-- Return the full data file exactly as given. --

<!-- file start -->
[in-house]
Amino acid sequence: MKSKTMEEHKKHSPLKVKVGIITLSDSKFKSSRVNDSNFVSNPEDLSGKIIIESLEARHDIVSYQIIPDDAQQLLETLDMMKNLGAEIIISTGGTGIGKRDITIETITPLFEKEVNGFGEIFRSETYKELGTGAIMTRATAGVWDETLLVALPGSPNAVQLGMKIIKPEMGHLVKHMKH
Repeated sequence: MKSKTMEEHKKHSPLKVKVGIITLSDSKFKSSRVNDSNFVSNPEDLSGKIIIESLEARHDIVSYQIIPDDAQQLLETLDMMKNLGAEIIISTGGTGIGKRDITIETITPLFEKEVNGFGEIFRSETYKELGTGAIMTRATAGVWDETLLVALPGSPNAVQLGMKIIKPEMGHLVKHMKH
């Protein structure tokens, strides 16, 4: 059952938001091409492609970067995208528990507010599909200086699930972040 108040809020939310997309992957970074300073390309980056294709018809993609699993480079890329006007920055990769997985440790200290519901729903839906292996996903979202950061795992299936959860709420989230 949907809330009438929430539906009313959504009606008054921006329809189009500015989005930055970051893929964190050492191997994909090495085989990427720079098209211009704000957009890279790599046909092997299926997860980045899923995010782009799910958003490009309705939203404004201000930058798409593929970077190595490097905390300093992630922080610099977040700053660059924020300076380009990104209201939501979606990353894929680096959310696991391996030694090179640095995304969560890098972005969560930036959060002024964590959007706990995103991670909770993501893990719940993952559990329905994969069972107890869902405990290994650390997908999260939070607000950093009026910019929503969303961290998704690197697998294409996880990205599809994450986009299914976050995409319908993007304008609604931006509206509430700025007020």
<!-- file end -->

[in-house]
Amino acid sequence: MKSKTMEEHKKHSPLKVKVGIITLSDSKFKSSRVNDSNFVSNPEDLSGKIIIESLEARHDIVSYQIIPDDAQQLLETLDMMKNLGAEIIISTGGTGIGKRDITIETITPLFEKEVNGFGEIFRSETYKELGTGAIMTRATAGVWDETLLVALPGSPNAVQLGMKIIKPEMGHLVKHMKH
Repeated sequence: MKSKTMEEHKKHSPLKVKVGIITLSDSKFKSSRVNDSNFVSNPEDLSGKIIIESLEARHDIVSYQIIPDDAQQLLETLDMMKNLGAEIIISTGGTGIGKRDITIETITPLFEKEVNGFGEIFRSETYKELGTGAIMTRATAGVWDETLLVALPGSPNAVQLGMKIIKPEMGHLVKHMKH
């Protein structure tokens, strides 16, 4: 059952938001091409492609970067995208528990507010599909200086699930972040 108040809020939310997309992957970074300073390309980056294709018809993609699993480079890329006007920055990769997985440790200290519901729903839906292996996903979202950061795992299936959860709420989230 949907809330009438929430539906009313959504009606008054921006329809189009500015989005930055970051893929964190050492191997994909090495085989990427720079098209211009704000957009890279790599046909092997299926997860980045899923995010782009799910958003490009309705939203404004201000930058798409593929970077190595490097905390300093992630922080610099977040700053660059924020300076380009990104209201939501979606990353894929680096959310696991391996030694090179640095995304969560890098972005969560930036959060002024964590959007706990995103991670909770993501893990719940993952559990329905994969069972107890869902405990290994650390997908999260939070607000950093009026910019929503969303961290998704690197697998294409996880990205599809994450986009299914976050995409319908993007304008609604931006509206509430700025007020």